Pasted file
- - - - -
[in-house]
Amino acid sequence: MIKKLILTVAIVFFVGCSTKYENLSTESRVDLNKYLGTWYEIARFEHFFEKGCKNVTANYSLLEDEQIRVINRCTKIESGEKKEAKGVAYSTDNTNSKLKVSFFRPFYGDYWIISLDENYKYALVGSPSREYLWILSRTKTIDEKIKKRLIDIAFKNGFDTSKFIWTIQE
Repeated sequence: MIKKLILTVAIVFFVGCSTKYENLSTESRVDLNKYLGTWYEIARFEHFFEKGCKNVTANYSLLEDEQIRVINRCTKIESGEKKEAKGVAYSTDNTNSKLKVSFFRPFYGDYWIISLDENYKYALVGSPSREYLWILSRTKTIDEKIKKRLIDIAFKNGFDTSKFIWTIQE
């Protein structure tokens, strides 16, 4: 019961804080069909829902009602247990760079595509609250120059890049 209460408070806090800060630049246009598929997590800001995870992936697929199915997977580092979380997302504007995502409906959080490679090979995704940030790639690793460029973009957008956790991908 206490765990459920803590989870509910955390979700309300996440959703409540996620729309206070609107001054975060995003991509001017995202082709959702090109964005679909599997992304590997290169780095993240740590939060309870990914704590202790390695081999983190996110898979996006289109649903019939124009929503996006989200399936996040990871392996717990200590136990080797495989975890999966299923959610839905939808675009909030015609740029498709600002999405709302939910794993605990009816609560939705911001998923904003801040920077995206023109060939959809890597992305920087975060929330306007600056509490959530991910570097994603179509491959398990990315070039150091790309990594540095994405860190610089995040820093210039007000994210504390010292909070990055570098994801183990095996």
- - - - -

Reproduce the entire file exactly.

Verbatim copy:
[in-house]
Amino acid sequence: MIKKLILTVAIVFFVGCSTKYENLSTESRVDLNKYLGTWYEIARFEHFFEKGCKNVTANYSLLEDEQIRVINRCTKIESGEKKEAKGVAYSTDNTNSKLKVSFFRPFYGDYWIISLDENYKYALVGSPSREYLWILSRTKTIDEKIKKRLIDIAFKNGFDTSKFIWTIQE
Repeated sequence: MIKKLILTVAIVFFVGCSTKYENLSTESRVDLNKYLGTWYEIARFEHFFEKGCKNVTANYSLLEDEQIRVINRCTKIESGEKKEAKGVAYSTDNTNSKLKVSFFRPFYGDYWIISLDENYKYALVGSPSREYLWILSRTKTIDEKIKKRLIDIAFKNGFDTSKFIWTIQE
């Protein structure tokens, strides 16, 4: 019961804080069909829902009602247990760079595509609250120059890049 209460408070806090800060630049246009598929997590800001995870992936697929199915997977580092979380997302504007995502409906959080490679090979995704940030790639690793460029973009957008956790991908 206490765990459920803590989870509910955390979700309300996440959703409540996620729309206070609107001054975060995003991509001017995202082709959702090109964005679909599997992304590997290169780095993240740590939060309870990914704590202790390695081999983190996110898979996006289109649903019939124009929503996006989200399936996040990871392996717990200590136990080797495989975890999966299923959610839905939808675009909030015609740029498709600002999405709302939910794993605990009816609560939705911001998923904003801040920077995206023109060939959809890597992305920087975060929330306007600056509490959530991910570097994603179509491959398990990315070039150091790309990594540095994405860190610089995040820093210039007000994210504390010292909070990055570098994801183990095996």